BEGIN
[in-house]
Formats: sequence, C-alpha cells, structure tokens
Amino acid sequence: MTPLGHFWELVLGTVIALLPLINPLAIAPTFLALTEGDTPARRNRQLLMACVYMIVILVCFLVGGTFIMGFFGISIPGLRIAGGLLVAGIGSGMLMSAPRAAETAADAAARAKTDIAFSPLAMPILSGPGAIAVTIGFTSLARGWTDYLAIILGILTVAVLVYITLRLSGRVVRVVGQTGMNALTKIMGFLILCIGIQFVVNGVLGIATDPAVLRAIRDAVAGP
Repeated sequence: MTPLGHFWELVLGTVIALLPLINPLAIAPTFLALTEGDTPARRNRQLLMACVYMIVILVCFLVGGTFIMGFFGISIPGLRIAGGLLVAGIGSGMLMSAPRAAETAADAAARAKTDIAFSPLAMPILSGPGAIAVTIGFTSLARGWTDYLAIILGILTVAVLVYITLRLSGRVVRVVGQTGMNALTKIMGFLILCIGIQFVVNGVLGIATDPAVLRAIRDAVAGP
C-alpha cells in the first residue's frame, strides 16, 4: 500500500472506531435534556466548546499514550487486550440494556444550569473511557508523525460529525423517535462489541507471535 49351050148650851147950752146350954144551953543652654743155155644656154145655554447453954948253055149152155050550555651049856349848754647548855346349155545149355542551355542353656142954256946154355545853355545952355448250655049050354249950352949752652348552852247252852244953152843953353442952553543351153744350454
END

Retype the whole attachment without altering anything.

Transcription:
[in-house]
Formats: sequence, C-alpha cells, structure tokens
Amino acid sequence: MTPLGHFWELVLGTVIALLPLINPLAIAPTFLALTEGDTPARRNRQLLMACVYMIVILVCFLVGGTFIMGFFGISIPGLRIAGGLLVAGIGSGMLMSAPRAAETAADAAARAKTDIAFSPLAMPILSGPGAIAVTIGFTSLARGWTDYLAIILGILTVAVLVYITLRLSGRVVRVVGQTGMNALTKIMGFLILCIGIQFVVNGVLGIATDPAVLRAIRDAVAGP
Repeated sequence: MTPLGHFWELVLGTVIALLPLINPLAIAPTFLALTEGDTPARRNRQLLMACVYMIVILVCFLVGGTFIMGFFGISIPGLRIAGGLLVAGIGSGMLMSAPRAAETAADAAARAKTDIAFSPLAMPILSGPGAIAVTIGFTSLARGWTDYLAIILGILTVAVLVYITLRLSGRVVRVVGQTGMNALTKIMGFLILCIGIQFVVNGVLGIATDPAVLRAIRDAVAGP
C-alpha cells in the first residue's frame, strides 16, 4: 500500500472506531435534556466548546499514550487486550440494556444550569473511557508523525460529525423517535462489541507471535 49351050148650851147950752146350954144551953543652654743155155644656154145655554447453954948253055149152155050550555651049856349848754647548855346349155545149355542551355542353656142954256946154355545853355545952355448250655049050354249950352949752652348552852247252852244953152843953353442952553543351153744350454